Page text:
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Saturday, February 18, 2012

Not "fat" just friendly.

I used to live in the nicest, most integrated neighborhood in the area. Every kind of person who could afford 50% more rent than the rest of the city lived there in old rental units that were beautifully kept up and reasonably spacious. 

Everyone got along well, and there were great little restaurants with cheap but excellent lunch specials. The scenery and the people-watching were unparalleled. Everyone seemed to own a dog, and there were all kinds, even unto a number of Great Danes.

In the summer, art galleries would mount outdoor sculptures by various artists along the beach walks to surprise and delight the locals. There was Tai-Chi and yoga in the parks and green-spaces and outdoor and indoor chess  almost everywhere there was a table. People flew beautiful kites along the short stretch of beach, and we were a short walk from the bustling downtown, with its theaters, cinemas, malls and and pretentious restaurants and nightclubs.

Every year there was a world-class fireworks festival in August and the streets would be jammed with tens of thousands of people from all around.



Gay men ruled that part of the land and it was good. It was pretty clean and every stranger wanted to talk. There were more independent coffee shops than parking spots, and the one local McDonald's failed, and had to shut down in disgrace and go move to a mall somewhere else, because there were none around. Smoking was forbidden indoors, and frowned upon everywhere else. Most people were reasonably fit and friendly, and it made you want to look after yourself, too. In short, it was my Heaven.

Ironically our family and acquaintances from the suburbs seemed convinced that gay men were heroin users who ate babies and would rape and kill you for your shoes, and that they were 99% of the local population. They visited rarely, nervously, and kept their teenage children close until they could flee early enough to avoid "the traffic".

Currently I live in a struggling municipality about an hour away by car, which I need to use to get to anything  around here. Although there are numerous playgrounds for the local children, there is real crime; there have been three incidents serious enough to cordon off our whole block since we moved in five years ago.

There is no beach, and the train-yard bars us from walking the waterline. The trains blow their horns for hours at night. During the day no one lingers outdoors unless they have a child to mind, or a need to smoke, which they put out on the ground. No one meets anyone else's eyes, and far too many of the few dog owners don't clean up like they are supposed to. There are ethnic divides, and everyone seems as straight as an arrow, unimaginative and as dull as dirt. Nothing colorful happens here; nothing daring; nothing new; nothing provocative.

This is the cost of owning your home when you aren't demonstrably rich. I miss our last neighborhood, but I try not to think of it. It's awkward to go there and not be able to stay. To be exiled by choice. I'm reconciled to this place now, I think. I hope.

But while we lived in our last rental, in Heaven, I used to walk the streets with pleasure, just to get out under the many trees and see whatever I might see; everything in my life seemed to be going well and I was finally living where I wanted to. In my element, as it turned out. Perhaps for the last time.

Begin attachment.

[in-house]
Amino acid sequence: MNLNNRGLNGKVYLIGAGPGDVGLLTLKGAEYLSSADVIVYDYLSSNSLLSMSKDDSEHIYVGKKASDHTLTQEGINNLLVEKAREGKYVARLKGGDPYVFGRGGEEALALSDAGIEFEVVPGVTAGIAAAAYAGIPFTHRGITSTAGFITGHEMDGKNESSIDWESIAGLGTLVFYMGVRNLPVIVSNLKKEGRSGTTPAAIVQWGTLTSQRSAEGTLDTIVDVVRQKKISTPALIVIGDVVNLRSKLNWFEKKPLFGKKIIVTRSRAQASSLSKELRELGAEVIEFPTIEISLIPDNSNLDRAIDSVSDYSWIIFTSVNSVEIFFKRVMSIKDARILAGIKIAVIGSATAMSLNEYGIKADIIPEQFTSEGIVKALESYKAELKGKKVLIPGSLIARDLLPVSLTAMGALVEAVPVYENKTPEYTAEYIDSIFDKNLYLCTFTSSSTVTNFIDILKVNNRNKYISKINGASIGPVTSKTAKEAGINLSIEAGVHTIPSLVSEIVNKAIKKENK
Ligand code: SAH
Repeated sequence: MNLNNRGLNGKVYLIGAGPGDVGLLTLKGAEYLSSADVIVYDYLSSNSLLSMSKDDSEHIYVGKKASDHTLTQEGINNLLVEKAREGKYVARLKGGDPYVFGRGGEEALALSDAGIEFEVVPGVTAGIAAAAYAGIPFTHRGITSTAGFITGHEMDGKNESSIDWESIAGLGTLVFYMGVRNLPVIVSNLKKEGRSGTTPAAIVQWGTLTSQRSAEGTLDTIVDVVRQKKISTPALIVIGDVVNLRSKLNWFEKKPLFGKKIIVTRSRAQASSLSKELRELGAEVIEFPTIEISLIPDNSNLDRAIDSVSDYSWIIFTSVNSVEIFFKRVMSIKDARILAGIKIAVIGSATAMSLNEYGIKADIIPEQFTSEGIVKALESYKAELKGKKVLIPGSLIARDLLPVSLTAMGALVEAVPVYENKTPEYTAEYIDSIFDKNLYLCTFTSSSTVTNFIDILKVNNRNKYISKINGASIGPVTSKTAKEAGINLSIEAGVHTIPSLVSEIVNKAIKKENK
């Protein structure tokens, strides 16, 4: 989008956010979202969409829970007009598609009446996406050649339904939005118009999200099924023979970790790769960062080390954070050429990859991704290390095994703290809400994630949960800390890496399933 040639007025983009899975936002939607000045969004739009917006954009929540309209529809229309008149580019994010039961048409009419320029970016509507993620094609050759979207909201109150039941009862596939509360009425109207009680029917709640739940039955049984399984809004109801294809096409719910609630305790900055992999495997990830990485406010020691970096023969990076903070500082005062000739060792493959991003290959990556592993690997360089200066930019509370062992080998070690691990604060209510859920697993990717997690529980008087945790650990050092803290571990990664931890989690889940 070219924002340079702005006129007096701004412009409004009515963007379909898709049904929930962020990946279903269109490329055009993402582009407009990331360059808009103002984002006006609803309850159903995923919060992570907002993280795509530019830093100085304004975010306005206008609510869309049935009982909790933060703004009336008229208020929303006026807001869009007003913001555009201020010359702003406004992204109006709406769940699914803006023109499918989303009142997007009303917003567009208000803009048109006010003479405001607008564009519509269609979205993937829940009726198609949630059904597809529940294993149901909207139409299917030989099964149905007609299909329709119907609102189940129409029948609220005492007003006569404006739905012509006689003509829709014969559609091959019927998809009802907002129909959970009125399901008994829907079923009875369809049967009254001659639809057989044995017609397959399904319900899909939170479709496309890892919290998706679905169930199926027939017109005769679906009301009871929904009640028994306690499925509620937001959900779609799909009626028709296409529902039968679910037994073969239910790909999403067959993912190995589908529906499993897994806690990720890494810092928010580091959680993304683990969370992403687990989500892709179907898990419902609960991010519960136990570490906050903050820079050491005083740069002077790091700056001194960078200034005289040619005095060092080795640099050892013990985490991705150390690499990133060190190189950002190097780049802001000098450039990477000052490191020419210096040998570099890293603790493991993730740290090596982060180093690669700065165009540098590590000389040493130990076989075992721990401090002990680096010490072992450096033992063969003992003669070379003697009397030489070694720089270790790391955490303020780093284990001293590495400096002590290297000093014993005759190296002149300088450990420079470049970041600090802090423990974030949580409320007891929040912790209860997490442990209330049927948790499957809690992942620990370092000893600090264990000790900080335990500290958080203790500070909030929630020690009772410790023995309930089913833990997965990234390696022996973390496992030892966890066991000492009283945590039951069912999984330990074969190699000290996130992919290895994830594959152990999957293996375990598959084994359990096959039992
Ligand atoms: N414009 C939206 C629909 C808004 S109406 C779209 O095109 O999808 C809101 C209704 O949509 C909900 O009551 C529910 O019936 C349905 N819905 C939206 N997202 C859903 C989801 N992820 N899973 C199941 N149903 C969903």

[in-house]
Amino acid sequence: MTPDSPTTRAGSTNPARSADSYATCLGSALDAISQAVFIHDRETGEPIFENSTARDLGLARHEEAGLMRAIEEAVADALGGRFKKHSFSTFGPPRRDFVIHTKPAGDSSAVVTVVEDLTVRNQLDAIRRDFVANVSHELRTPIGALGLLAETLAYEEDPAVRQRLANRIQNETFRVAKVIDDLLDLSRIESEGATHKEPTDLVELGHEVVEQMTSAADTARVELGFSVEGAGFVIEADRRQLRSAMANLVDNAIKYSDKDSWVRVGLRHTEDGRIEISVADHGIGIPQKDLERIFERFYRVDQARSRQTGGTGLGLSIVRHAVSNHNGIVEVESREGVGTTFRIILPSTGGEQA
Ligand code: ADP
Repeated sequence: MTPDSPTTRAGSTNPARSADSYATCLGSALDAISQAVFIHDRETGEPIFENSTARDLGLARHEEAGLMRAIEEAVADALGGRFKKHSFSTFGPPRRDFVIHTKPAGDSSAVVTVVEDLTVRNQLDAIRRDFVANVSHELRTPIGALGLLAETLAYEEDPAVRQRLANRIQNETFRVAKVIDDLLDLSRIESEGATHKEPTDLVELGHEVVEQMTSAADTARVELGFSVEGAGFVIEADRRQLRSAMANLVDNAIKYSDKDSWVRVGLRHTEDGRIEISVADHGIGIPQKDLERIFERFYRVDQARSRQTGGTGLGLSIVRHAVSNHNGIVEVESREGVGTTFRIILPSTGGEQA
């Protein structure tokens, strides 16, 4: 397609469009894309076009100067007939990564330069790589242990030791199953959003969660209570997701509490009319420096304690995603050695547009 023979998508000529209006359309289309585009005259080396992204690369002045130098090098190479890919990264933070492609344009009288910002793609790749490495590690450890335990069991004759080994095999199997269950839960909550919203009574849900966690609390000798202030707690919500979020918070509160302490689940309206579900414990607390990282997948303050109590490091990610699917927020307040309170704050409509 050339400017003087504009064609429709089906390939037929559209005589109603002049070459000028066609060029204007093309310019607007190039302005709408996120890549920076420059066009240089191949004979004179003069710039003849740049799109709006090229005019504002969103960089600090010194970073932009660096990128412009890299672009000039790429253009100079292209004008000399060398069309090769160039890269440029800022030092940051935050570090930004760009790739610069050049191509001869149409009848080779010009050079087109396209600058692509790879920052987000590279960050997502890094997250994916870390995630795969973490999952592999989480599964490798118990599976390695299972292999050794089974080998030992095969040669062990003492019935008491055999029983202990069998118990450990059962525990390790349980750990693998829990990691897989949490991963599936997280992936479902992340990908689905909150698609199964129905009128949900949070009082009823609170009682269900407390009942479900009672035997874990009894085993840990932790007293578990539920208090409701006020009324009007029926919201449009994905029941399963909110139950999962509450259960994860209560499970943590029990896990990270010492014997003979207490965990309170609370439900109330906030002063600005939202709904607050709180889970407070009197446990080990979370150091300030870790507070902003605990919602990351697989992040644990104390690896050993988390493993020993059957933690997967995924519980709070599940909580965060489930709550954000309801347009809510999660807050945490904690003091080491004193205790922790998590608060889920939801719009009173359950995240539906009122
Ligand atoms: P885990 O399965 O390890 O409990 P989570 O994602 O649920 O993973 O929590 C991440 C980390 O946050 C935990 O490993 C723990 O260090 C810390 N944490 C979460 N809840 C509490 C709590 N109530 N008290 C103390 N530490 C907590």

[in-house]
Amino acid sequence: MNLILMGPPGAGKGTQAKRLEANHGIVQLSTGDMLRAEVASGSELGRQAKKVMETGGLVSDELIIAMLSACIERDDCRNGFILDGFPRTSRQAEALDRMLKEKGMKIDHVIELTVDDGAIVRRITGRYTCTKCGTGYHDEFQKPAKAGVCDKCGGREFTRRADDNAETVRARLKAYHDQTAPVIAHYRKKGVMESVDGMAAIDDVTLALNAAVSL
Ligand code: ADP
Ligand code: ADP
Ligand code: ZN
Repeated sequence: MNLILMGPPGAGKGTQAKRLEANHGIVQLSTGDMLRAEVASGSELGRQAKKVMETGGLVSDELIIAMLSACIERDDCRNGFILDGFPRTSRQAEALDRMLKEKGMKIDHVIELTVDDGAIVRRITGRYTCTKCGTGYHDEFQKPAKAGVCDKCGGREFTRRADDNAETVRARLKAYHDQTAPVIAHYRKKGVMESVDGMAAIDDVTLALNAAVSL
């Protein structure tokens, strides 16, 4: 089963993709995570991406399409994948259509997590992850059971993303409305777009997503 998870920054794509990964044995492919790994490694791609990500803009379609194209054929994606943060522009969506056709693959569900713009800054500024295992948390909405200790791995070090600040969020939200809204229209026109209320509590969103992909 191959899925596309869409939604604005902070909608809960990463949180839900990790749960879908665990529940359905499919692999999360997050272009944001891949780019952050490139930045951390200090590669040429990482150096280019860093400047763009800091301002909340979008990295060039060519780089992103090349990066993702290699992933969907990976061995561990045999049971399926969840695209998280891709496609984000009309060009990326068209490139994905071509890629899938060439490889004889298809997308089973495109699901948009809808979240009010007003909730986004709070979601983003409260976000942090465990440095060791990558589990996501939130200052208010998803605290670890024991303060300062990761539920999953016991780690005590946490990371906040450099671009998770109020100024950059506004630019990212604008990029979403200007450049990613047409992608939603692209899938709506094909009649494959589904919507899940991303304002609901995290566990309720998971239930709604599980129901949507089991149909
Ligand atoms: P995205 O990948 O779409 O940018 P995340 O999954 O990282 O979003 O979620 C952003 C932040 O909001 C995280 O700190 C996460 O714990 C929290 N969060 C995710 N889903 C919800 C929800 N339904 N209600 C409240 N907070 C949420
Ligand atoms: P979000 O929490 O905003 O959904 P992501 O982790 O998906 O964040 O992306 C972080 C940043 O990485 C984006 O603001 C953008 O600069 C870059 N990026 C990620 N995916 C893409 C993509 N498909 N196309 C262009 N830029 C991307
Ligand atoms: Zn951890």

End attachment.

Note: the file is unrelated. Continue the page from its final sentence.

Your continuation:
There were a few odd things that happened, and some really interesting people to meet. Once I saw a 450lb woman walking the world's smallest pot-bellied pig on a leash about six years ago, shortly before we left.

She was six feet tall and wore a purple mu-mu that brushed the ground. The pig was ten inches long and about 6-8 lbs. It was dragging its belly, as they do, and wheezing audibly as it came. It had the cutest, tiniest little nose, considering its huge jowls and watery, baggy little pig-eyes. Its belly was as distended outward as a pregnant goat's; it had internal saddlebags, and a bowed back. Cute, though, for a pig.

Keeping the park safe from truffles.
"Oh, I haven't seen one of those in years! How cute! That must be as miniature as they get. How old is it?"
"Four. She's four."
"Is she difficult to keep? I understand that they can be cat-box trained."
"Noooo, not difficult ..." Frowning slightly. Perhaps she was tired, or a bit slow.
"Is this the smallest breed? The Korean ones are about three feet long, but this is ideal for a small apartment. Did you have any trouble getting permission?"
"This ... this is my chihuahua." Uncomfortable silence.
"Oh. Well have a nice day." 
I used to be 75lbs heavier than I am. My gall-bladder gave me an unforgiving lesson that I hope to never forget about fat intake when it failed. I chose to combine that with giving up white flour and sugar and refined anything. I get a lot of fiber and some veg every day and very little meat. The weight really came off on its own within a few months when I stopped over-supplying myself. I went from an XXL to a medium-small and had to throw out every piece of clothing I owned.

I think of that woman, too, when people I know complain that they aren't responsible for their obesity; on the one hand it was good that this couple was walking, but on the other, it was brutally clear to me that nature didn't take an already distorted dog and inflate it with fat until it looked like another animal entirely, rheumy-eyed and morbid.

That woman did that to both of them. And we do it to each other, as well as ourselves. We eat what our friends and family eat so as to not divide ourselves. The first non-smokers were seen as tight-assed worriers making trouble for most people, who either smoked or didn't mind if they lived in a cloud of other people's smoke. They crusaded for the right to breathe just air, and the resentment by the status quo was loud and intemperate.